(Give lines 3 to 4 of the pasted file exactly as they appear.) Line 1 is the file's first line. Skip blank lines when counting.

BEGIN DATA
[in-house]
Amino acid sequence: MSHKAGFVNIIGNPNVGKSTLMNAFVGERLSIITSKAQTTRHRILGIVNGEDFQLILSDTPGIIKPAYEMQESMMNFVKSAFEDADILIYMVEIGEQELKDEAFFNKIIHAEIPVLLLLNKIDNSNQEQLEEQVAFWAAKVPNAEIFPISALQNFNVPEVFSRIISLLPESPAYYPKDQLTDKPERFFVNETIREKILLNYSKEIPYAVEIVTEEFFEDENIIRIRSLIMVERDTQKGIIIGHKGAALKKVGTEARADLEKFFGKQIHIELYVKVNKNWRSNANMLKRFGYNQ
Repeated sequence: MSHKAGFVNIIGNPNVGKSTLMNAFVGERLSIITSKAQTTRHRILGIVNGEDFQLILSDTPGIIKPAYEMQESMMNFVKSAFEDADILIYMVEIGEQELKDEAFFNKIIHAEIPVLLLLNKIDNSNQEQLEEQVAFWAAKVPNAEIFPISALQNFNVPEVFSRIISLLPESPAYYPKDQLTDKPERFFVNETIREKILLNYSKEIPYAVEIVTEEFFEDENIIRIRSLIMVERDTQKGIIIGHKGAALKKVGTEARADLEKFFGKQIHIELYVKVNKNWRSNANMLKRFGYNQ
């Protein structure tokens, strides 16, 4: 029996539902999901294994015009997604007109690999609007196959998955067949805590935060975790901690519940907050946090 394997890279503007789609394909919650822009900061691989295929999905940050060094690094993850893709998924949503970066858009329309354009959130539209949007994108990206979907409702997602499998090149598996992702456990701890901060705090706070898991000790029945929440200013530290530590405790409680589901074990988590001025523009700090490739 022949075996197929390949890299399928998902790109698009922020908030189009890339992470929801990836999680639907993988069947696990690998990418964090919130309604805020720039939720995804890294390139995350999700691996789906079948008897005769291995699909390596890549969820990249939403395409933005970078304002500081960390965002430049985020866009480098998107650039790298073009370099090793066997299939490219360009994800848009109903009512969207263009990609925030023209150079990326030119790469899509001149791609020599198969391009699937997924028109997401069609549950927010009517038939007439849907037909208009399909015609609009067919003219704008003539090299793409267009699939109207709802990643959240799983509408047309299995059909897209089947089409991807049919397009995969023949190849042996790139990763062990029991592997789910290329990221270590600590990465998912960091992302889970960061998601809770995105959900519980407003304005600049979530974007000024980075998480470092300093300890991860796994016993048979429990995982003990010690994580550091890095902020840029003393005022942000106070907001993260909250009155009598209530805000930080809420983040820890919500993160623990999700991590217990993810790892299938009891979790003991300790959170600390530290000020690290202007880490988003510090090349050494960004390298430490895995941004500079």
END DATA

Repeated sequence: MSHKAGFVNIIGNPNVGKSTLMNAFVGERLSIITSKAQTTRHRILGIVNGEDFQLILSDTPGIIKPAYEMQESMMNFVKSAFEDADILIYMVEIGEQELKDEAFFNKIIHAEIPVLLLLNKIDNSNQEQLEEQVAFWAAKVPNAEIFPISALQNFNVPEVFSRIISLLPESPAYYPKDQLTDKPERFFVNETIREKILLNYSKEIPYAVEIVTEEFFEDENIIRIRSLIMVERDTQKGIIIGHKGAALKKVGTEARADLEKFFGKQIHIELYVKVNKNWRSNANMLKRFGYNQ
């Protein structure tokens, strides 16, 4: 029996539902999901294994015009997604007109690999609007196959998955067949805590935060975790901690519940907050946090 394997890279503007789609394909919650822009900061691989295929999905940050060094690094993850893709998924949503970066858009329309354009959130539209949007994108990206979907409702997602499998090149598996992702456990701890901060705090706070898991000790029945929440200013530290530590405790409680589901074990988590001025523009700090490739 022949075996197929390949890299399928998902790109698009922020908030189009890339992470929801990836999680639907993988069947696990690998990418964090919130309604805020720039939720995804890294390139995350999700691996789906079948008897005769291995699909390596890549969820990249939403395409933005970078304002500081960390965002430049985020866009480098998107650039790298073009370099090793066997299939490219360009994800848009109903009512969207263009990609925030023209150079990326030119790469899509001149791609020599198969391009699937997924028109997401069609549950927010009517038939007439849907037909208009399909015609609009067919003219704008003539090299793409267009699939109207709802990643959240799983509408047309299995059909897209089947089409991807049919397009995969023949190849042996790139990763062990029991592997789910290329990221270590600590990465998912960091992302889970960061998601809770995105959900519980407003304005600049979530974007000024980075998480470092300093300890991860796994016993048979429990995982003990010690994580550091890095902020840029003393005022942000106070907001993260909250009155009598209530805000930080809420983040820890919500993160623990999700991590217990993810790892299938009891979790003991300790959170600390530290000020690290202007880490988003510090090349050494960004390298430490895995941004500079």